Sir’s not always right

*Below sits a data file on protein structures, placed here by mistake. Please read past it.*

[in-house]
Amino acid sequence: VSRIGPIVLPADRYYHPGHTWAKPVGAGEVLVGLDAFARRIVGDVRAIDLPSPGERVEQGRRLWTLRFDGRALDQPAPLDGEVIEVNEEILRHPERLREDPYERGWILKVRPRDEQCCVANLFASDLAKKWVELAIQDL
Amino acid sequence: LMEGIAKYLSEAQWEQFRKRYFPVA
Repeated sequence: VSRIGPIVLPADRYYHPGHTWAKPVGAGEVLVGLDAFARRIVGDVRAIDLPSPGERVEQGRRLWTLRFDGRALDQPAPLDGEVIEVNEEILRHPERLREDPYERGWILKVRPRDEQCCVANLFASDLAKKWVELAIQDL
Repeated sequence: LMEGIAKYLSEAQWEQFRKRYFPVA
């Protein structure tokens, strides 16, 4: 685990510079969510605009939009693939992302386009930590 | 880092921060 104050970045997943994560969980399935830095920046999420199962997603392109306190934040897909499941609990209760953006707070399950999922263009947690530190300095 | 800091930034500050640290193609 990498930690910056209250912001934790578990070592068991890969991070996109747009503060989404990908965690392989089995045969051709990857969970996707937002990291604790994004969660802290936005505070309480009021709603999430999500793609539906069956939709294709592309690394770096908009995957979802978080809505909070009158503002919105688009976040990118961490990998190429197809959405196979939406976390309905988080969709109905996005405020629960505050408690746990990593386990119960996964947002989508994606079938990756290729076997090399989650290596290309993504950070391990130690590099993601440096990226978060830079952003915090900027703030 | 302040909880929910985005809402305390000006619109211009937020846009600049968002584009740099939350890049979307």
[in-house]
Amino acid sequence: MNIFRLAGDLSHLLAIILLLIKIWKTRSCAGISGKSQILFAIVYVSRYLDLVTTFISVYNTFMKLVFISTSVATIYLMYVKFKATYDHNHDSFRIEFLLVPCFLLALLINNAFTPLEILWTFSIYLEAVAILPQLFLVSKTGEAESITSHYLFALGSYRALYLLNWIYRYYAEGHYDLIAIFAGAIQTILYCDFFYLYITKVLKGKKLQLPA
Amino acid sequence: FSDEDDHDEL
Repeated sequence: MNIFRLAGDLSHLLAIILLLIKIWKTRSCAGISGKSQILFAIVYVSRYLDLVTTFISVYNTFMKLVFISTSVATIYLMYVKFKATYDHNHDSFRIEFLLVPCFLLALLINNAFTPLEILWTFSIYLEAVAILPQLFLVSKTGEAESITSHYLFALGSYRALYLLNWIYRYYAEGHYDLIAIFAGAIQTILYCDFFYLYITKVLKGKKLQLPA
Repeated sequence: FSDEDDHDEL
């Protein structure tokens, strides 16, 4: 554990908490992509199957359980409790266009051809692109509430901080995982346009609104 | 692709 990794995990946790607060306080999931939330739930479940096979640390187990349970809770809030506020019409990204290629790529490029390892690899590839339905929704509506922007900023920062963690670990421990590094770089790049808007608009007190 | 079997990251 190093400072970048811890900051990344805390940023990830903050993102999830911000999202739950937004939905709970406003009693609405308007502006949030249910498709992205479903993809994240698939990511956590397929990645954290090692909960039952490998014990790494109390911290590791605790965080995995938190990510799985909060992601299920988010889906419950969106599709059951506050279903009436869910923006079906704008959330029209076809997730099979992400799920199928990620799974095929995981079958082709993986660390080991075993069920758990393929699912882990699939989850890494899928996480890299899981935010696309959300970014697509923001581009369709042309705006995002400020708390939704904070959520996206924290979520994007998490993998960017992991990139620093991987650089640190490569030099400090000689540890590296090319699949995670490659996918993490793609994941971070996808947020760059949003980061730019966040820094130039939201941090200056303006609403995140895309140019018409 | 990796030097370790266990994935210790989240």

Sir Simon Jenkins says a Tate Gallery restorer’s repainting of one third of John Martin’s flood-damaged “The Destruction of Pompeii and Herculaneum” (from a Photoshop composite of an old photograph and another version of Martin’s painting) is brilliant. He says that the ruins of Pompeii itself, having been largely destroyed when bombed by the RAF “as part of its casual assault on European civilisation” should now be reconstructed according to our idea of how they might have been originally. He says that we should no longer fret about making mistakes when reconstructing the past because “seeking to re-interpet, even reconstruct, some works of the past no longer need attract jeers of ‘Disneyfication’, and that too is preferable to terminal decay.” Given that Sir Simon is chairman of the National Trust, these sentiments are alarming as well as wrong-headed: the past, or what remains of it, is not ours to remake on modern prejudices and fancies – and with an eye on the tourist trade. There have been signs enough that the commercial exploitation of history and its surviving artefacts is gaining the upperhand over an appropriate respect for the integrity and authenticity of what has survived – not to mention evidence of a declining recognition of our own cultural limitations in these matters.
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